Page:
Buy Devonta Freeman

Embed from Getty Images

Falcons running back coach Bobby Turner wants to decrease Devonta Freeman’s carries in 2016.

“It’s about growth,” Turner told The Atlanta Journal-Constitution. “Free had a good year, but I’m expecting even a better year. Well, you’re saying, how can it be better? It can be even better with less carries or less catches because I’d obviously like to get Tevin (Coleman) more involved and that also keeps Free fresher.”

That statement has created the wildfire effect on Freeman’s current ADP. Coachspeak, can misinform fantasy players and lead to painful fantasy decisions.

One thing that stands clear to me: When Devonta Freeman is not on the field, the Atlanta Falcons are not the same team. Although in a small sample size, Tevin Coleman was the dominant ball carrier week 11 and 12. He replaced Freeman who concussed early 1st quarter of week 11. Atlanta lost both games, and scored a combined 31 points. Coleman fumbled in each game, and clearly was a liability in pass pro. When running routes, Matt Ryan showed mistrust and often refused to look his direction.

In light of this, I wanted to take a look at why Free’s production fell off following his return week 13. I watched every single game, every single carry, and this is what I found.

Football is a game of trenches, and Atlanta was not winning. Negative plays did there part in dropping his YPC. Over the last 5 games the offensive line accounted for 24 negative plays netting minus 43 yards. Not seeming like a big deal, this lack of production dropped a 4.6 average to a 4.02. We should also note, Atlanta’s OL ranked 22nd in stuff rate (plays for zero gain).

Why does all of this matter you ask? Well quite simply I am trying to prove Freeman can attain a higher YPC average with better line play. The interior offensive line was key to Atlanta’s struggles. Newly signed center, Alex Mack reunites with OC Kyle Shanahan after their dominant days in Cleveland. “Alex is a three-time Pro Bowler and is an ideal scheme fit for our offense,” GM Thomas Dimitroff said. With this addition, the negative/stuffed plays should drop significantly. Clearly aiding in Freeman’s overall 2016 production.

Now lets get to the Tevin Coleman factor. Not only is Freeman the more reliable pass protector and receiving back (73 rec for 578 yards in 2015), he’s the superior red zone threat. Evident in his league leading 47 RZ attempts. Comparing the two backs inside the five, Free converted 5-of-11 runs into touchdowns. While upright and stiff, Coleman converted just 1-of-5. Tevin who was running gunner duties last season, averaged just below three touches a game while Freeman was the starter.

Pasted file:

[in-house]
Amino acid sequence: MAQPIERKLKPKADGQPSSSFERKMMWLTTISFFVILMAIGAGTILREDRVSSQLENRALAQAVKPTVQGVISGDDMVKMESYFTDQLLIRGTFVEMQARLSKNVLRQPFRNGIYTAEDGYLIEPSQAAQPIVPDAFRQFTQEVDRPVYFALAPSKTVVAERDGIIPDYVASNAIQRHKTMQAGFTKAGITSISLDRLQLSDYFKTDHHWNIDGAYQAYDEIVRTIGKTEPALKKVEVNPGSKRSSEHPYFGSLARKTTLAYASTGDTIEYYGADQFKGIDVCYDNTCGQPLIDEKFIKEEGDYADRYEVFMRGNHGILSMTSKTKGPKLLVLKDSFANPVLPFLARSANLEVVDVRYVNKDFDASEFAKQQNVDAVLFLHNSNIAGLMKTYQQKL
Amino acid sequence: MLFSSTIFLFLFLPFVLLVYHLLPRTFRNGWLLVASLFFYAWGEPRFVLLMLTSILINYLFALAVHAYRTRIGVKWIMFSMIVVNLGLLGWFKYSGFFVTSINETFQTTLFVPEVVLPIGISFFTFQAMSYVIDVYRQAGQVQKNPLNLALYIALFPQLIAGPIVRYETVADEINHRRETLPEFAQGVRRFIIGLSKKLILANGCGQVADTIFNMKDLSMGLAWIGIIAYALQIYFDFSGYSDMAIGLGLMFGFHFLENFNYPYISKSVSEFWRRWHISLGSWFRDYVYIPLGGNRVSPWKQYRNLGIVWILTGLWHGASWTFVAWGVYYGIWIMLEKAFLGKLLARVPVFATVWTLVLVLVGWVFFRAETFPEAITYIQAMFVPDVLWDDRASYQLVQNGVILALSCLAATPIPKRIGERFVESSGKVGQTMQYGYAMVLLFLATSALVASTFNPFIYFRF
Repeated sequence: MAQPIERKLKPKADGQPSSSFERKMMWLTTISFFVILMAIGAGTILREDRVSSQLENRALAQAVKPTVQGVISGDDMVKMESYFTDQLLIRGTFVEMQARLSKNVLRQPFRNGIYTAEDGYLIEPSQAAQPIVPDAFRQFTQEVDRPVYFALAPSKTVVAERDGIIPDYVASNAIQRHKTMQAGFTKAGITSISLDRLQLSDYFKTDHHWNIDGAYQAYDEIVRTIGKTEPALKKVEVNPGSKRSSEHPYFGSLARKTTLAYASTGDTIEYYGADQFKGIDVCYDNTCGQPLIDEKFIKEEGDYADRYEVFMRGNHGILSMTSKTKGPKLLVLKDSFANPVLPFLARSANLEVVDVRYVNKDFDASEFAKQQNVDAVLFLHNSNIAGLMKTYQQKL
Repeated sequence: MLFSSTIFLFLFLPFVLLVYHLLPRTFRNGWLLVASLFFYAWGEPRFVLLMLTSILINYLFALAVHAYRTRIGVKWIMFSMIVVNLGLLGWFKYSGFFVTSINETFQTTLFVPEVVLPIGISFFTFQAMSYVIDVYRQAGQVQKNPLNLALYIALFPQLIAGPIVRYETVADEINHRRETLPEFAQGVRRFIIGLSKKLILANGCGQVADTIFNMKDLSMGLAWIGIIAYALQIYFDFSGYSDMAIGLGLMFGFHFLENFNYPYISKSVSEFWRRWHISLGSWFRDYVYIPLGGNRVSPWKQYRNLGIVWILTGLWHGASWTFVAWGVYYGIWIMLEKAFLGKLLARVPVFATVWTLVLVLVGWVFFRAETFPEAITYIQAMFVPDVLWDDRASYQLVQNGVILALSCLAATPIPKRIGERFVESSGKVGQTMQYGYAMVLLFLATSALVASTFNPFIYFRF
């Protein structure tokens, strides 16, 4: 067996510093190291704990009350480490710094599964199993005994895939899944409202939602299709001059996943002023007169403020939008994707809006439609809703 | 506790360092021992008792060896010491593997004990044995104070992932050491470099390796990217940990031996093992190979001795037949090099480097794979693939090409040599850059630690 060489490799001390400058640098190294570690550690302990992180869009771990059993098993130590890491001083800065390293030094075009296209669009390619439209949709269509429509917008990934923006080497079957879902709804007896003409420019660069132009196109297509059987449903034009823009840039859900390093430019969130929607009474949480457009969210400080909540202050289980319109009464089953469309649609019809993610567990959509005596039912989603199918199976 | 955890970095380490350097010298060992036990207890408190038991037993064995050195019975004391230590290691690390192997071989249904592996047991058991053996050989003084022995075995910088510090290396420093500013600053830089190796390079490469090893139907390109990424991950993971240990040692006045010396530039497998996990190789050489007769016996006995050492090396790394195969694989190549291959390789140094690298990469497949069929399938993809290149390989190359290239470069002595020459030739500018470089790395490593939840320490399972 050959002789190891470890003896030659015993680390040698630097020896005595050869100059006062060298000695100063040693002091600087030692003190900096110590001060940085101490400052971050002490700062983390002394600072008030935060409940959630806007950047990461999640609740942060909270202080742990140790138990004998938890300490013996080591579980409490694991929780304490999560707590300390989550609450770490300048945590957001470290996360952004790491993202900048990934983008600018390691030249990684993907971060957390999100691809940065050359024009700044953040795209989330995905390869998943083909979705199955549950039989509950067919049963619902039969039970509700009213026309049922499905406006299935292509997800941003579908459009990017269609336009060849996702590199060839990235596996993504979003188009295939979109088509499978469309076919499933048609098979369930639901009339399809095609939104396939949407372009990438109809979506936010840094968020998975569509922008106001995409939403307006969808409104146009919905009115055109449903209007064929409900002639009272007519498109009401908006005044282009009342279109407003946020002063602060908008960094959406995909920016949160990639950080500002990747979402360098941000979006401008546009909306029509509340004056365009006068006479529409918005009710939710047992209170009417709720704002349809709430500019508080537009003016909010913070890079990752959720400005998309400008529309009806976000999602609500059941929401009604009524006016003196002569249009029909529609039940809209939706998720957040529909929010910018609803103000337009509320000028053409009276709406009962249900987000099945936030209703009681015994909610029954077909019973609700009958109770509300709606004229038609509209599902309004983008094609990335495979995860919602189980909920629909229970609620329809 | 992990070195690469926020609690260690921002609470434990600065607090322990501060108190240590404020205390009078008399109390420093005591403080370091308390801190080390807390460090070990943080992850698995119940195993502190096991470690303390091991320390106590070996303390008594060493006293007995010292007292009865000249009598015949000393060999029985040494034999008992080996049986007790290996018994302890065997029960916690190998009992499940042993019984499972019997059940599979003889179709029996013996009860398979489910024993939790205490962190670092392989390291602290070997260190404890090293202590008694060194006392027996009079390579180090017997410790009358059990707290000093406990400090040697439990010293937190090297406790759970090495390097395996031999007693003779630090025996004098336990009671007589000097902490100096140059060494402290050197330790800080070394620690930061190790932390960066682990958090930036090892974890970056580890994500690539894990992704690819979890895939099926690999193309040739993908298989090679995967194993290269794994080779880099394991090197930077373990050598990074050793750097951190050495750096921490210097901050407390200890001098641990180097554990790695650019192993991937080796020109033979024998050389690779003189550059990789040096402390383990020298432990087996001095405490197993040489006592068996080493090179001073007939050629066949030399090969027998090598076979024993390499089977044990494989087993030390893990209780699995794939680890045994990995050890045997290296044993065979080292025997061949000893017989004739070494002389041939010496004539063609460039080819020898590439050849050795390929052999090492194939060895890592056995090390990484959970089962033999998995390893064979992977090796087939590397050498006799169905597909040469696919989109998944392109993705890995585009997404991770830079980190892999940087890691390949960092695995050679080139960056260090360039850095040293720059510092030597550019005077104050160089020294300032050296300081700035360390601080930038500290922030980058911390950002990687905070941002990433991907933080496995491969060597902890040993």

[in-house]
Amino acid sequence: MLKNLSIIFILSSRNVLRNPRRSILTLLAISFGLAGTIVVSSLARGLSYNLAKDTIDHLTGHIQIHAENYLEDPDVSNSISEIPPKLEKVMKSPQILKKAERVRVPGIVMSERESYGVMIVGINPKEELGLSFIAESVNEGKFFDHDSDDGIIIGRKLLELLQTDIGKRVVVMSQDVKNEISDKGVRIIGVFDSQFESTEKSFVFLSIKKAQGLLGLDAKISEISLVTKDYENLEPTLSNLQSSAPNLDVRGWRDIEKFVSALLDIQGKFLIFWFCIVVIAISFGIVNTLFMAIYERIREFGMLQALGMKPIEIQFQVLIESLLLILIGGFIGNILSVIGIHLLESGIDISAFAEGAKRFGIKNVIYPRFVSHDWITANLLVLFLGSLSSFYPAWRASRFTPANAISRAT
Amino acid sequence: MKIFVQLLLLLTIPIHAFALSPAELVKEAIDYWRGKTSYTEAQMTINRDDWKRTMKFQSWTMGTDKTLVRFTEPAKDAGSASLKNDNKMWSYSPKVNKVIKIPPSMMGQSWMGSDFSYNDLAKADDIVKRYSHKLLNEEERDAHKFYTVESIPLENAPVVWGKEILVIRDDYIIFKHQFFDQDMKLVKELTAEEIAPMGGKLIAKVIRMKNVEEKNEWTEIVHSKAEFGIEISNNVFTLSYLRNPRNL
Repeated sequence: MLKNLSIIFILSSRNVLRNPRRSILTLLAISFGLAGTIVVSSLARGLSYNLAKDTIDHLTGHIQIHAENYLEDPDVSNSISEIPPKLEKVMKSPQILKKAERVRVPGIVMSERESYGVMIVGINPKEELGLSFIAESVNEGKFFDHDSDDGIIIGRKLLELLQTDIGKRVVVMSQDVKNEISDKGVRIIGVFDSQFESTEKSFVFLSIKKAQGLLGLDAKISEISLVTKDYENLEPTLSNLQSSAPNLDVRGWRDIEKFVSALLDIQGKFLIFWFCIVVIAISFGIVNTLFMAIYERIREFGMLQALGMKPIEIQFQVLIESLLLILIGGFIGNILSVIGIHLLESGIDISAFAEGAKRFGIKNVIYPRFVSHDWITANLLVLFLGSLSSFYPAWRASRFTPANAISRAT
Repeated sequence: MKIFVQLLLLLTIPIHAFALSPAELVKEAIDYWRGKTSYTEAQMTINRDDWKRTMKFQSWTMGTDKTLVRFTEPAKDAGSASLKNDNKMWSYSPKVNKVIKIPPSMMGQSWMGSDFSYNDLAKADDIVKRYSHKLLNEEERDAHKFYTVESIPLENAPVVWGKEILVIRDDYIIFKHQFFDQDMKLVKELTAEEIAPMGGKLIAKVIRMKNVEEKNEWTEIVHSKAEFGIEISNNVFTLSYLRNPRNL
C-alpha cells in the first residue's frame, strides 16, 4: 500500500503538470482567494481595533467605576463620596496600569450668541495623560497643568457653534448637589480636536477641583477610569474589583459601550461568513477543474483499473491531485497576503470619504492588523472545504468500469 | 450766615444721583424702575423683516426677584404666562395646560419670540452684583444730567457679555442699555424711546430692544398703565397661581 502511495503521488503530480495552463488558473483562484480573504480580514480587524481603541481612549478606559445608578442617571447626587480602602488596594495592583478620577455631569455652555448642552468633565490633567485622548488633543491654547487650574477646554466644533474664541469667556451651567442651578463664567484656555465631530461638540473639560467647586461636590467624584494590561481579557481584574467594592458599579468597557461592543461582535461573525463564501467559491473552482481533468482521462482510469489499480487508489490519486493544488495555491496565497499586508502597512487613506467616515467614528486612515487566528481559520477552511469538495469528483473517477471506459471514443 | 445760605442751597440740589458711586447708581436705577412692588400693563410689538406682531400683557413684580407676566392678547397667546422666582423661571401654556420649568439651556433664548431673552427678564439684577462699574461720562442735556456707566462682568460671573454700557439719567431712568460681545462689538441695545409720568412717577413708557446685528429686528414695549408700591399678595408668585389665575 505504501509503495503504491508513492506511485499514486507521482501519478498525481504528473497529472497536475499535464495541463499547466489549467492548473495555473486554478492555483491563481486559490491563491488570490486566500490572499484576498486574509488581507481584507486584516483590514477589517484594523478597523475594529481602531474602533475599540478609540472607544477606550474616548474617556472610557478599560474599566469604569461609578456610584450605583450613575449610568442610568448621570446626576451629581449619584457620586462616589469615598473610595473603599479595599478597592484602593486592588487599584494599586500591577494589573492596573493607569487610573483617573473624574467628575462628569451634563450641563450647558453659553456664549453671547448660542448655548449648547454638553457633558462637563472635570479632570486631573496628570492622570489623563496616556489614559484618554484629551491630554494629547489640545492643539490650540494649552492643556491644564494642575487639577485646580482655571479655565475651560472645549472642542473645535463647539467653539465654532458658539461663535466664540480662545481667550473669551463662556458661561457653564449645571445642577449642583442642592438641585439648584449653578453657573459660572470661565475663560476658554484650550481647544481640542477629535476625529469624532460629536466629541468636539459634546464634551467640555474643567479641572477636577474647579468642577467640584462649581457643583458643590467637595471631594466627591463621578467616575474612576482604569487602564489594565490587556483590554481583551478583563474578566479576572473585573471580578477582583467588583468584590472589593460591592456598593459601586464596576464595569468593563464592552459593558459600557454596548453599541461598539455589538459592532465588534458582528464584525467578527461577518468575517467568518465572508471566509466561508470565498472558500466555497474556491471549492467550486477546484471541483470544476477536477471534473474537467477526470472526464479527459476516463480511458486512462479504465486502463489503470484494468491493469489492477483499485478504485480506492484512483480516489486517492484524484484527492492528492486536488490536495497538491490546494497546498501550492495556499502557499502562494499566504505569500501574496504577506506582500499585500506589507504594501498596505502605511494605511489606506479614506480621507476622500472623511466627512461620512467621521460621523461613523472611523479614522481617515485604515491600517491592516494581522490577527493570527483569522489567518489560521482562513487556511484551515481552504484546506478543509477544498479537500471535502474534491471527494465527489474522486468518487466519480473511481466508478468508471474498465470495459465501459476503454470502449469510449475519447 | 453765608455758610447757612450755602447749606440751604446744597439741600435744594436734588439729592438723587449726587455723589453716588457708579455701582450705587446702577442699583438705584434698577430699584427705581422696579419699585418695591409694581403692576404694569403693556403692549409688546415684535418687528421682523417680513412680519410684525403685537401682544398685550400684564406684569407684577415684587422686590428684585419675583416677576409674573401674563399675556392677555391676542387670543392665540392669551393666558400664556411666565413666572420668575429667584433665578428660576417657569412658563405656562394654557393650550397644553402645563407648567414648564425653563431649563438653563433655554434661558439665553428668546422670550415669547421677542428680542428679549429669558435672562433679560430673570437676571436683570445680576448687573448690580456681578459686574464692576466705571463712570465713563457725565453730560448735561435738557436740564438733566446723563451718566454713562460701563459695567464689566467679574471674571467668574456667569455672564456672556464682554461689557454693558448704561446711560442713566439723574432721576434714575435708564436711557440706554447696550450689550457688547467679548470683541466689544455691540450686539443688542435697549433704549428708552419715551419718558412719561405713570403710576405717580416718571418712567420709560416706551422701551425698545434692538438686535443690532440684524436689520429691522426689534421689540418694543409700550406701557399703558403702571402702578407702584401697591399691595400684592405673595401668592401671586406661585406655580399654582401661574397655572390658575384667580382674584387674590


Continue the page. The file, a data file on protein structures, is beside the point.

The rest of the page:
Bobby Turner’s words were, “keep Free fresher”. When factoring in what Freeman brings to the table, there’s one instance where Coleman’s playing time should increase. When Atlanta has a double digit lead, and wants to chew clock. This speaks to keeping their starter “FRESH”. Although based off Vegas odds, (Atlanta’s win total being 7 games) I don’t see this being a critical factor for Freeman owners.

Let’s not forget how good Freeman’s 2015 campaign was. As a Pro Bowler, in 14 full games he amassed 1,595 yards, 73 receptions and 14 touchdowns. That’s equivalent to 317 fantasy points or 22.64 FP/G! To give perspective, Le’Veon Bell’s marvelous 2014 season he averaged 23.15 FP/G.

Already showcasing his ceiling as the top RB last season. We can safely project Freeman’s carries to decline, but to think he falls off a fantasy cliff is absurd. MFL10 ADP data surely suggest the latter. As he is currently the 8th RB selected and 20th overall. We should thank our competitors and BUY Freeman while we still can. With a built in floor due to his passing game skills and red zone abilities, he’s one of the safest selections this season.

Projection: 257 att for 1,061 yards, 75 rec for 558 yards and 11 total touchdowns.

Advertisements

Posted on July 26, 2016, in Articles and tagged , , , , , . Bookmark the permalink. Leave a comment.

Leave a Reply

Fill in your details below or click an icon to log in:

WordPress.com Logo

You are commenting using your WordPress.com account. Log Out / Change )

Twitter picture

You are commenting using your Twitter account. Log Out / Change )

Facebook photo

You are commenting using your Facebook account. Log Out / Change )

Google+ photo

You are commenting using your Google+ account. Log Out / Change )

Connecting to %s

%d bloggers like this: